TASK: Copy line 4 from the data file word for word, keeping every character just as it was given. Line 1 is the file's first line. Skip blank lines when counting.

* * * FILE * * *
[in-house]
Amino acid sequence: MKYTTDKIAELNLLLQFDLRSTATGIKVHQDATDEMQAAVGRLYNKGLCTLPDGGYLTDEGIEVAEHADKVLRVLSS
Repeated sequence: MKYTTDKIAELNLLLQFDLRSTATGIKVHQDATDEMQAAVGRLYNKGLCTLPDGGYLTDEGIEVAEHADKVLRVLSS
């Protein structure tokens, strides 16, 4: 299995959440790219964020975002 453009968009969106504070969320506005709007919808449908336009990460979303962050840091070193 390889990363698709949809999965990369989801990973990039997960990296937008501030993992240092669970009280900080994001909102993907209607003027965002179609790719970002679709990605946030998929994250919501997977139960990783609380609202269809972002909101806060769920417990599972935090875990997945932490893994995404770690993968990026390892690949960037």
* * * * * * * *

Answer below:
């Protein structure tokens, strides 16, 4: 299995959440790219964020975002 453009968009969106504070969320506005709007919808449908336009990460979303962050840091070193 390889990363698709949809999965990369989801990973990039997960990296937008501030993992240092669970009280900080994001909102993907209607003027965002179609790719970002679709990605946030998929994250919501997977139960990783609380609202269809972002909101806060769920417990599972935090875990997945932490893994995404770690993968990026390892690949960037």